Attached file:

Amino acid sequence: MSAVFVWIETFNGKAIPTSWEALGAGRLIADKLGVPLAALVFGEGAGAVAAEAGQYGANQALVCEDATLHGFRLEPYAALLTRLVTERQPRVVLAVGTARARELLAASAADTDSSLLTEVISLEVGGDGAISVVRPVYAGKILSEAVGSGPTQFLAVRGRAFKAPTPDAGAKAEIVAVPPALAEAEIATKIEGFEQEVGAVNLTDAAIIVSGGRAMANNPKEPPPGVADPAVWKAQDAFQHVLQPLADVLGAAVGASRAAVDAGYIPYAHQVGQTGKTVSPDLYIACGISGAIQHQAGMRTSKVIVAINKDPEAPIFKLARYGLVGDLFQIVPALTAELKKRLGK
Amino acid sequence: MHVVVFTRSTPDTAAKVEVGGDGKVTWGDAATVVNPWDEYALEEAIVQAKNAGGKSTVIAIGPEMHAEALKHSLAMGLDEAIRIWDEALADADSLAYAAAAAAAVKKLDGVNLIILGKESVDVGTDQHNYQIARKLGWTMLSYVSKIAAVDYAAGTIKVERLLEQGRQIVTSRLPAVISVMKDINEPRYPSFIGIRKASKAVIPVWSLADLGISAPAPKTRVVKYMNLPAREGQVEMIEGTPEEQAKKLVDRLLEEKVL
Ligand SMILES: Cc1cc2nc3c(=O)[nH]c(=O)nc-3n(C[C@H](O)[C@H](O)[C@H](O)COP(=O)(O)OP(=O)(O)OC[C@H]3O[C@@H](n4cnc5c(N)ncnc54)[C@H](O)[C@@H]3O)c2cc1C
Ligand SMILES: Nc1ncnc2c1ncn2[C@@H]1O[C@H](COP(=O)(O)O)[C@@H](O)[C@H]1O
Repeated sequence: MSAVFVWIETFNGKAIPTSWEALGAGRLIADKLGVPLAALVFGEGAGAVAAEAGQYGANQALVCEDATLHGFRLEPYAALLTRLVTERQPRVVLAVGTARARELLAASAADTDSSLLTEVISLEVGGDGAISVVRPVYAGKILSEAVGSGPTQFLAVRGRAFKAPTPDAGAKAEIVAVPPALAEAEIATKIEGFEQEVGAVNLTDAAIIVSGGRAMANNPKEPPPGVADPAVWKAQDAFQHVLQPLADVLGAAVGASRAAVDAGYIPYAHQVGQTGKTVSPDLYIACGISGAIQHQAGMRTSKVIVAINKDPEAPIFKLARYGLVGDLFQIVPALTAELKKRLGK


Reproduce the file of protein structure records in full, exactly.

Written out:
Amino acid sequence: MSAVFVWIETFNGKAIPTSWEALGAGRLIADKLGVPLAALVFGEGAGAVAAEAGQYGANQALVCEDATLHGFRLEPYAALLTRLVTERQPRVVLAVGTARARELLAASAADTDSSLLTEVISLEVGGDGAISVVRPVYAGKILSEAVGSGPTQFLAVRGRAFKAPTPDAGAKAEIVAVPPALAEAEIATKIEGFEQEVGAVNLTDAAIIVSGGRAMANNPKEPPPGVADPAVWKAQDAFQHVLQPLADVLGAAVGASRAAVDAGYIPYAHQVGQTGKTVSPDLYIACGISGAIQHQAGMRTSKVIVAINKDPEAPIFKLARYGLVGDLFQIVPALTAELKKRLGK
Amino acid sequence: MHVVVFTRSTPDTAAKVEVGGDGKVTWGDAATVVNPWDEYALEEAIVQAKNAGGKSTVIAIGPEMHAEALKHSLAMGLDEAIRIWDEALADADSLAYAAAAAAAVKKLDGVNLIILGKESVDVGTDQHNYQIARKLGWTMLSYVSKIAAVDYAAGTIKVERLLEQGRQIVTSRLPAVISVMKDINEPRYPSFIGIRKASKAVIPVWSLADLGISAPAPKTRVVKYMNLPAREGQVEMIEGTPEEQAKKLVDRLLEEKVL
Ligand SMILES: Cc1cc2nc3c(=O)[nH]c(=O)nc-3n(C[C@H](O)[C@H](O)[C@H](O)COP(=O)(O)OP(=O)(O)OC[C@H]3O[C@@H](n4cnc5c(N)ncnc54)[C@H](O)[C@@H]3O)c2cc1C
Ligand SMILES: Nc1ncnc2c1ncn2[C@@H]1O[C@H](COP(=O)(O)O)[C@@H](O)[C@H]1O
Repeated sequence: MSAVFVWIETFNGKAIPTSWEALGAGRLIADKLGVPLAALVFGEGAGAVAAEAGQYGANQALVCEDATLHGFRLEPYAALLTRLVTERQPRVVLAVGTARARELLAASAADTDSSLLTEVISLEVGGDGAISVVRPVYAGKILSEAVGSGPTQFLAVRGRAFKAPTPDAGAKAEIVAVPPALAEAEIATKIEGFEQEVGAVNLTDAAIIVSGGRAMANNPKEPPPGVADPAVWKAQDAFQHVLQPLADVLGAAVGASRAAVDAGYIPYAHQVGQTGKTVSPDLYIACGISGAIQHQAGMRTSKVIVAINKDPEAPIFKLARYGLVGDLFQIVPALTAELKKRLGK